More information: The Pratfall Effect
The Zeigarnik Effect
This effect states that people are better able to remember and recall uncompleted tasks than completed tasks. In the context of marketing, this can mean that it is important to create a sense of urgency in campaigns, for example by offering a time or quantity-based discount or promotion.
The Zeigarnik Effect in your practice
The Zeigarnik effect works very well for veterinary practices, whether for preventative care, regular checkups or annual vaccinations. It’s especially effective when combined with automatic reminders. Informing the owner that a vaccination is due creates an unfinished task for the pet owner. The Zeigarnik effect can be enhanced by using different ways of communication. For reminders, this could be a combination of postcards, email and SMS text messages.
More information: The Zeigarnik Effect
The Mere Exposure effect
This effect states that people tend to develop positive feelings towards brands they see and hear regularly. With brands such as Apple, or Nike, it’s easier to develop this positive feeling, as these are familiar, sometimes daily-used products. However, for the veterinary practice, the Mere Exposure effect is tricky, as you may only see pet owners once or twice a year. But it’s not impossible. For example, hotel companies have a similar problem but can rely on the positive experiences from past stays, or they can benefit from other premium brands they are associated with – perhaps their in-house spa or gym, or even their bedding supplier.
The Mere Exposure Effect in your practice
Ensure pet owners see and hear from your practice regularly, which will help develop positive feelings. This could be done through newsletters, social media and advertisements, and reflected in your practice communications and signage. Also pay attention to consistency, for example, make sure that when you share information about campaigns or regular themes such as February’s dental month, you do this across your practice, so ensure you communicate this in the waiting room as well.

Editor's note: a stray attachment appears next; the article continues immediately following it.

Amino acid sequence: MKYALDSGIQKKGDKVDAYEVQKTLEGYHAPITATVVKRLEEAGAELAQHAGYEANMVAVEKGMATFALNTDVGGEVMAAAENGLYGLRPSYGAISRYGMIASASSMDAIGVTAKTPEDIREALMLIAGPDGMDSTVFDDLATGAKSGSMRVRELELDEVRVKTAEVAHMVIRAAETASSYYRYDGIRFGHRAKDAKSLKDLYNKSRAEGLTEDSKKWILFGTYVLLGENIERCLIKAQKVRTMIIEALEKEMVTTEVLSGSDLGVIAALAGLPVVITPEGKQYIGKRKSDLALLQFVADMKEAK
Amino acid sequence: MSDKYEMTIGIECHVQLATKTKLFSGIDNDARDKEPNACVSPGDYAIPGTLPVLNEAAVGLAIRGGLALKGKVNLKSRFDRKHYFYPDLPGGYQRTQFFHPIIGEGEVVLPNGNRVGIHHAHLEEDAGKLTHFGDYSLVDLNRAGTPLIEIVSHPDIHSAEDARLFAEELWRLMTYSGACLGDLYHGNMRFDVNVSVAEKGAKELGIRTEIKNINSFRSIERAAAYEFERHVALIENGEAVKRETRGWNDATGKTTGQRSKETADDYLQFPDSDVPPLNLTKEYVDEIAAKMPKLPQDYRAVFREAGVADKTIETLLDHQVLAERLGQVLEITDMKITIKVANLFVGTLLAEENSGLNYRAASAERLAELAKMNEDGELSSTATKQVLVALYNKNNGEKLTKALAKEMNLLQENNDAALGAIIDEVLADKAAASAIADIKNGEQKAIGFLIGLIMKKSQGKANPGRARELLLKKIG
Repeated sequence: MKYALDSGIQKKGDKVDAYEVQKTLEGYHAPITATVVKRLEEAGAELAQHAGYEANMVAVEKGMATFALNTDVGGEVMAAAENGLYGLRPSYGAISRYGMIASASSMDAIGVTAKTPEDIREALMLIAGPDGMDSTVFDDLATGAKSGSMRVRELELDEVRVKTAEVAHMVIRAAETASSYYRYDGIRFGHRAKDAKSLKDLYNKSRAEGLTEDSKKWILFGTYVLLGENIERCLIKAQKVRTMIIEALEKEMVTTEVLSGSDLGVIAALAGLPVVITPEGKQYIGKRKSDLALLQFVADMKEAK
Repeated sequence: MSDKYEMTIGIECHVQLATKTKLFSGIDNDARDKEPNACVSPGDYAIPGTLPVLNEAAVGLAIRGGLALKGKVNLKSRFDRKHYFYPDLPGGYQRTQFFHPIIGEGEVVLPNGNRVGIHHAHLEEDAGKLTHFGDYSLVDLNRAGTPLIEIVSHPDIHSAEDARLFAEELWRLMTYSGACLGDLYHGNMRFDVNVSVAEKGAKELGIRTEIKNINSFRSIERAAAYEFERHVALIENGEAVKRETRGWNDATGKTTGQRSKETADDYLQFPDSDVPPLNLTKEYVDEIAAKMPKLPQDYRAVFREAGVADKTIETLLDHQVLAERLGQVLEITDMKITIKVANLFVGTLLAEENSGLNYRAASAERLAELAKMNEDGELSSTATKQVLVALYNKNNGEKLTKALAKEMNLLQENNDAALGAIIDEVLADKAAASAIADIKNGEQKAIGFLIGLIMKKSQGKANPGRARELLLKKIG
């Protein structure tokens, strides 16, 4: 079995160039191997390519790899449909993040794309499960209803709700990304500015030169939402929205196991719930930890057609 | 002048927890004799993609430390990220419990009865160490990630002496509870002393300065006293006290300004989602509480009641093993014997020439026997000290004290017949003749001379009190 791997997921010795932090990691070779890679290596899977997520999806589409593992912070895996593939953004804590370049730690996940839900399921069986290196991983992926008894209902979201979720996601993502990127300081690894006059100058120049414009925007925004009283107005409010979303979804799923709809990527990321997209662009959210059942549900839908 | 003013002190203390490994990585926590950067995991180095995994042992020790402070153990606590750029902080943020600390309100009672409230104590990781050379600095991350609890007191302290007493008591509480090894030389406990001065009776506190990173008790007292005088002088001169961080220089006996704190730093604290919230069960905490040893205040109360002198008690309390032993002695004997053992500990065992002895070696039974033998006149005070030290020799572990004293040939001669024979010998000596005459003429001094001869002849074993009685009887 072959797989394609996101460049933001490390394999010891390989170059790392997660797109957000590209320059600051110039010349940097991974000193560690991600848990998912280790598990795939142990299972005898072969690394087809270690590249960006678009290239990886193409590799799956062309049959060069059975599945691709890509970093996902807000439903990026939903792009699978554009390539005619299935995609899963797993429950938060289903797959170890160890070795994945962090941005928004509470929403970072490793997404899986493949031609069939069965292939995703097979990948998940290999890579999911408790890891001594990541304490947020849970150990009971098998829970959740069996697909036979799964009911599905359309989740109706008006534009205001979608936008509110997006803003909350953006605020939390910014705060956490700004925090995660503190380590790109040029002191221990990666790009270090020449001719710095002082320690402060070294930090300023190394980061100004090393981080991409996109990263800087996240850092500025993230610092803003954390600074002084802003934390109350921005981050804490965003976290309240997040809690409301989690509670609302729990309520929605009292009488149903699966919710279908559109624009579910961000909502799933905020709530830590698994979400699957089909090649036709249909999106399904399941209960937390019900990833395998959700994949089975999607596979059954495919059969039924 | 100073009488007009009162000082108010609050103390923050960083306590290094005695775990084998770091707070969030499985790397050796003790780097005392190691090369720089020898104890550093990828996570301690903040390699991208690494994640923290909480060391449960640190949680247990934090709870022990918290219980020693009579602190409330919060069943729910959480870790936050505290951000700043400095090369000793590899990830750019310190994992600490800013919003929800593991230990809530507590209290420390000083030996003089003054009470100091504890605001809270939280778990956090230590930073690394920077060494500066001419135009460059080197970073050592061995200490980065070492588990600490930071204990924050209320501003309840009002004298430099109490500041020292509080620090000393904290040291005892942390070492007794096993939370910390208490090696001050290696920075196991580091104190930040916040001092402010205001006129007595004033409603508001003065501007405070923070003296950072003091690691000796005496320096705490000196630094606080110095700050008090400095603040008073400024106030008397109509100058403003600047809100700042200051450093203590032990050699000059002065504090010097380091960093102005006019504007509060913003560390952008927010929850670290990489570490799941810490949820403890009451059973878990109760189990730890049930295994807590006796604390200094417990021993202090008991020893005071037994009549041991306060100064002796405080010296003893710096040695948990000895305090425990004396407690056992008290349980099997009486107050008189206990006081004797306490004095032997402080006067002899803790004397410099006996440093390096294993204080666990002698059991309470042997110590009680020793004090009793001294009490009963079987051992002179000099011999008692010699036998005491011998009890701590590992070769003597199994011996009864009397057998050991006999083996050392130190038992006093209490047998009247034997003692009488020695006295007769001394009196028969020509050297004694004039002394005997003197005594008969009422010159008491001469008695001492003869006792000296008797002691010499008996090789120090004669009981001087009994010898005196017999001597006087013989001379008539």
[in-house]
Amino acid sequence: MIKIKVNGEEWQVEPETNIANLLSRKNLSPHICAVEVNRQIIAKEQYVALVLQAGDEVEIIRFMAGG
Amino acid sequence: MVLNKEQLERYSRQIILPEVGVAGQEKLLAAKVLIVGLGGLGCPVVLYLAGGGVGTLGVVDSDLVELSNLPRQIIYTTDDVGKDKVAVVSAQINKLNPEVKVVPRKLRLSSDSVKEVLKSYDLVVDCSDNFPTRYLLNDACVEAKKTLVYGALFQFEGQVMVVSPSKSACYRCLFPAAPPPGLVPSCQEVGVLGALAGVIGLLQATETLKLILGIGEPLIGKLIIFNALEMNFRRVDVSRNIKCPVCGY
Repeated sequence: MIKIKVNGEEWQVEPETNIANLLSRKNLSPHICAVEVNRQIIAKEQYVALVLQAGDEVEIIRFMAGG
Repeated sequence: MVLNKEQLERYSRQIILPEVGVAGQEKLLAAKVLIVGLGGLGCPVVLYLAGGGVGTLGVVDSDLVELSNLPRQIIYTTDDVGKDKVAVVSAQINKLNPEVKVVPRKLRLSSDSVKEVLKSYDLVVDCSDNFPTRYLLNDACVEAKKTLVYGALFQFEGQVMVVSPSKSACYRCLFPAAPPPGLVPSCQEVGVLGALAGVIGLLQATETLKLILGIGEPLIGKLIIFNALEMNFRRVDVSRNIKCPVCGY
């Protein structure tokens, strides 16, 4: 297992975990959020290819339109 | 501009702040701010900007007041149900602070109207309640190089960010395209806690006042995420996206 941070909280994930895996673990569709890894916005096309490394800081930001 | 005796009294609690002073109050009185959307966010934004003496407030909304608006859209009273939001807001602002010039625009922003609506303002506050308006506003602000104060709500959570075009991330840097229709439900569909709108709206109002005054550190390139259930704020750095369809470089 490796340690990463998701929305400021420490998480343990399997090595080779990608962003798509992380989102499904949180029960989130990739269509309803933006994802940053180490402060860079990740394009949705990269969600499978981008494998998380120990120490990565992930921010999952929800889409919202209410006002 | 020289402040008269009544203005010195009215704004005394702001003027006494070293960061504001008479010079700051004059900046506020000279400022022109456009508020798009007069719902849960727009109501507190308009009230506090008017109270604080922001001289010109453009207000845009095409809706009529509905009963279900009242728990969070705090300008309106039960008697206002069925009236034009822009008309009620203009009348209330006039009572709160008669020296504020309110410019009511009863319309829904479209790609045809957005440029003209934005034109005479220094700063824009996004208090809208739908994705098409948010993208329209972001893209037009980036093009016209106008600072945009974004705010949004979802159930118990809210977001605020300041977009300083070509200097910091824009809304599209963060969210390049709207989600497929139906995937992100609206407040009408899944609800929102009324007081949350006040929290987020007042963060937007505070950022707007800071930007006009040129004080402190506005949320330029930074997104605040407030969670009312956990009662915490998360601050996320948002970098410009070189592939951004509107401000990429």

More information: The Mere Exposure Effect
The Peak End Rule
This effect states that people tend to base their memories on the peak of an experience and the end of the experience. The most famous example of this comes from Ikea. They know how to inspire you during the customer journey through the store and let you discover your favourite item and then soften the hassle of payment by offering an attractively priced hot dog or ice cream after purchase.
The Peak End rule in your practice
Try to ensure that every interaction with a pet owner is positive, so they remember your veterinary practice fondly. For example, call owners after consultations or treatments to ask how their pet is doing and provide an opportunity for them to ask questions. The waiting room experience, with a vet nurse or receptionist, plays an extremely important role in this. You should perhaps even see these employees more as hostesses or hosts.
More information: The Peak–end rule